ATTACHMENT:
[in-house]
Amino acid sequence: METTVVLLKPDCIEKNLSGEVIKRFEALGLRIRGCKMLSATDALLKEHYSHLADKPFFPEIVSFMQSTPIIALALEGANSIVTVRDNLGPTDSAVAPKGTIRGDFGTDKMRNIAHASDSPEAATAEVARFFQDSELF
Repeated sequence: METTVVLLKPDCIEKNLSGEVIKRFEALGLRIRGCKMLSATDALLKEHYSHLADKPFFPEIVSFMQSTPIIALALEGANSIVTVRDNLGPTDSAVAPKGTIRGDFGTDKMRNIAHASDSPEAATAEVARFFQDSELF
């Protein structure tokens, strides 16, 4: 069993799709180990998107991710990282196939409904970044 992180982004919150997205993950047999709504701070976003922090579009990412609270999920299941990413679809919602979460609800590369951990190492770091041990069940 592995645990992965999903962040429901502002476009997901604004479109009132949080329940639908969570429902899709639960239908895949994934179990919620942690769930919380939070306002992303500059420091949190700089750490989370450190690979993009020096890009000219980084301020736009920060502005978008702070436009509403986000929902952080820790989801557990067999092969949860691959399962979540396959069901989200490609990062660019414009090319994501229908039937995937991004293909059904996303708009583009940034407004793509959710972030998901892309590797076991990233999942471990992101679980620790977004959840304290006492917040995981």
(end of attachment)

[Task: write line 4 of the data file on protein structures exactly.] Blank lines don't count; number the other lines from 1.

């Protein structure tokens, strides 16, 4: 069993799709180990998107991710990282196939409904970044 992180982004919150997205993950047999709504701070976003922090579009990412609270999920299941990413679809919602979460609800590369951990190492770091041990069940 592995645990992965999903962040429901502002476009997901604004479109009132949080329940639908969570429902899709639960239908895949994934179990919620942690769930919380939070306002992303500059420091949190700089750490989370450190690979993009020096890009000219980084301020736009920060502005978008702070436009509403986000929902952080820790989801557990067999092969949860691959399962979540396959069901989200490609990062660019414009090319994501229908039937995937991004293909059904996303708009583009940034407004793509959710972030998901892309590797076991990233999942471990992101679980620790977004959840304290006492917040995981």